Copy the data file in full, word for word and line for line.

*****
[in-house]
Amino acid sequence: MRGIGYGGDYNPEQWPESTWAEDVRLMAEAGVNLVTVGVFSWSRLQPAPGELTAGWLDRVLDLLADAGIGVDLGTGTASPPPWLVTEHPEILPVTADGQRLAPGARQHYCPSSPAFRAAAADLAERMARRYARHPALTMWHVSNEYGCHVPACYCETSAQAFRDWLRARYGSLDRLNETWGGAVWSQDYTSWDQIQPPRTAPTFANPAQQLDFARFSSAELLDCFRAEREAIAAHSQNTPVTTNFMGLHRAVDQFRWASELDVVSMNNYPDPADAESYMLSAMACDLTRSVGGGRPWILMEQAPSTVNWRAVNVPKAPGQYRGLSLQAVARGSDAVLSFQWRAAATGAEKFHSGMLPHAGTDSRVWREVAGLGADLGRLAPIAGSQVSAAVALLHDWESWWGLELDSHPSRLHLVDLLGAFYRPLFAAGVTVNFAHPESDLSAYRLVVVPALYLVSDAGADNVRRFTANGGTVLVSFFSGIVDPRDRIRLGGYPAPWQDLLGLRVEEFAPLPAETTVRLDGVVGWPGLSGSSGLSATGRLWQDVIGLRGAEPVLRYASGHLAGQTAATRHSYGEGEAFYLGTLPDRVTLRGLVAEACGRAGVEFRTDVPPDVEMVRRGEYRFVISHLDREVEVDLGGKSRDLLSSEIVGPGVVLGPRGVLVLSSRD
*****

[in-house]
Amino acid sequence: MRGIGYGGDYNPEQWPESTWAEDVRLMAEAGVNLVTVGVFSWSRLQPAPGELTAGWLDRVLDLLADAGIGVDLGTGTASPPPWLVTEHPEILPVTADGQRLAPGARQHYCPSSPAFRAAAADLAERMARRYARHPALTMWHVSNEYGCHVPACYCETSAQAFRDWLRARYGSLDRLNETWGGAVWSQDYTSWDQIQPPRTAPTFANPAQQLDFARFSSAELLDCFRAEREAIAAHSQNTPVTTNFMGLHRAVDQFRWASELDVVSMNNYPDPADAESYMLSAMACDLTRSVGGGRPWILMEQAPSTVNWRAVNVPKAPGQYRGLSLQAVARGSDAVLSFQWRAAATGAEKFHSGMLPHAGTDSRVWREVAGLGADLGRLAPIAGSQVSAAVALLHDWESWWGLELDSHPSRLHLVDLLGAFYRPLFAAGVTVNFAHPESDLSAYRLVVVPALYLVSDAGADNVRRFTANGGTVLVSFFSGIVDPRDRIRLGGYPAPWQDLLGLRVEEFAPLPAETTVRLDGVVGWPGLSGSSGLSATGRLWQDVIGLRGAEPVLRYASGHLAGQTAATRHSYGEGEAFYLGTLPDRVTLRGLVAEACGRAGVEFRTDVPPDVEMVRRGEYRFVISHLDREVEVDLGGKSRDLLSSEIVGPGVVLGPRGVLVLSSRD